Imagine for a moment that Hypothetical Web-based Product X was canceled because even though it is "successful," the moderate success doesn't outweigh the opportunity cost imposed by devoting energy to its ongoing maintenance. (It's a hypothetical product, so we can imagine that it's true.)
If Product X were a real-world product, or even a shrinkware software product, the effects of its cancelation would be contained. Existing users could keep using it until they get tired of not having any new bugfixes/features, and slowly leave at their own pace. Like, say, Windows XP. They might be sad that it is no longer maintained, but they aren't violently angry, because there are no immediate consequences to them.
Web-based products aren't so lucky. But I got to thinking: why is that? What's the big difference? Well, the big difference is that unlike shrinkwrap software, web software keeps on costing the service provider money to keep on hosting the service. That seems pretty much inevitable, barring near-impossible-sounding options like open sourcing it and the entire set of hypothetical infrastructure the Product X depends on.
On the flip side, however, computing power is getting vastly cheaper every year. Naively, the cost of running Product X should decrease every year, assuming you don't have annoying things like a growth in user population. In fact, given Moore's Law, one might hope the cost would decrease exponentially year over year. Interestingly, if that were true, you could actually account for the total costs of a web service (again, assuming users don't increase) up front, using the net present value of all future costs.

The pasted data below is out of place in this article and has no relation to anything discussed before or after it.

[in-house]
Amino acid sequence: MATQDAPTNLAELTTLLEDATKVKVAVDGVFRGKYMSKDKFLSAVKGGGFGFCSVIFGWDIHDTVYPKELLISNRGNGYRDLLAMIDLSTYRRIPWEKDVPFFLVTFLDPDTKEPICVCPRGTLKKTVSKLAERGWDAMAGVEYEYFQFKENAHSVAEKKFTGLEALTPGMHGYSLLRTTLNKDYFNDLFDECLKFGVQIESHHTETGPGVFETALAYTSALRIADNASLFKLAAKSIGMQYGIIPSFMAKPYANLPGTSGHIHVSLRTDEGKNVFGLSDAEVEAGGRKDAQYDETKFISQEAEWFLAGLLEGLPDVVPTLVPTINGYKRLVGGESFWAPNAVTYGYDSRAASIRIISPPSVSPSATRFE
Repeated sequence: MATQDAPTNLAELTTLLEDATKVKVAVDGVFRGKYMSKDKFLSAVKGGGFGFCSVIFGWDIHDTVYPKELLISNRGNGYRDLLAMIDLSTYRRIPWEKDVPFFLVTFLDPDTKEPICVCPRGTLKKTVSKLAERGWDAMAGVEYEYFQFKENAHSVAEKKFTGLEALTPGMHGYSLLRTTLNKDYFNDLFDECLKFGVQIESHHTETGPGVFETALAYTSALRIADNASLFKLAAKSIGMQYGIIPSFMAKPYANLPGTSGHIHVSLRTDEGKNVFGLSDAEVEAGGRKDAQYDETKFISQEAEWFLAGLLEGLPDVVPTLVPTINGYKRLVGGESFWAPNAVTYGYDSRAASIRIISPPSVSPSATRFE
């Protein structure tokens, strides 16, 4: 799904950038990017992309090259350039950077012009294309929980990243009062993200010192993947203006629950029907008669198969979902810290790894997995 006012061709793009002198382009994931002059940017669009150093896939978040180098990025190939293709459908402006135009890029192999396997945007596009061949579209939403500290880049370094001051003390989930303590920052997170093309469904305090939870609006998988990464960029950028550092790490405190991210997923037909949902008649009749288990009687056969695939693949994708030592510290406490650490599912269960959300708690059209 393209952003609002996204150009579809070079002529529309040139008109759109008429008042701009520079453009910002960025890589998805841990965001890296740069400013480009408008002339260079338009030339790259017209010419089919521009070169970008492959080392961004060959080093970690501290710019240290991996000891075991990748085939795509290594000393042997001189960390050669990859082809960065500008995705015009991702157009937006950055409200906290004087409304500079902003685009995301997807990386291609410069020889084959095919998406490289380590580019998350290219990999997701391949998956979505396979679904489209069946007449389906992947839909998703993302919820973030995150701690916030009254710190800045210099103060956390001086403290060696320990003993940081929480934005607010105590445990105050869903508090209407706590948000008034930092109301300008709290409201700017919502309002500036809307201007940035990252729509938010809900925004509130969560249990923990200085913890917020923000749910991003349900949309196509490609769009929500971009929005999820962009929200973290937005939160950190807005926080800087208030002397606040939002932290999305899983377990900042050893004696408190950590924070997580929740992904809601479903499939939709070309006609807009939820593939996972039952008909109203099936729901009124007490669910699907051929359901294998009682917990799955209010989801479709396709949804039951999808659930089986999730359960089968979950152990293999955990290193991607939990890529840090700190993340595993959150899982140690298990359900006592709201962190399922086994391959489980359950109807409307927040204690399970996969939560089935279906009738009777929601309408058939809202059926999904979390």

But that's not how it works, of course. Why not? My theory is: because the infrastructure APIs keep changing. If you leave Product X alone, it will soon kill itself irreparably because the underlying infrastructure changes incompatibly.
There are different ways to deal with the stability of an underlying platform. One way is the Microsoft approach of putting tons of effort into backward compatibility (such that many DOS programs still work in present-day Windows). But that method is expensive and annoying. On the other hand, I don't need Windows in order to run, say, Lotus 1-2-3 for DOS: I just need DosBox on my Mac. If I need Windows apps, I can also run Windows XP just fine in a virtual machine that will keep working as long as I have an x86 processor - and by the time I don't, the emulators will probably be fast enough.
I wonder if, one day, we can create a world where web services infrastructure stays stable long enough for it to be shrunken down and virtualized, like DOS, so that it can keep working forever, and there is no economic reason to shut down a popular-but-not-popular-enough service.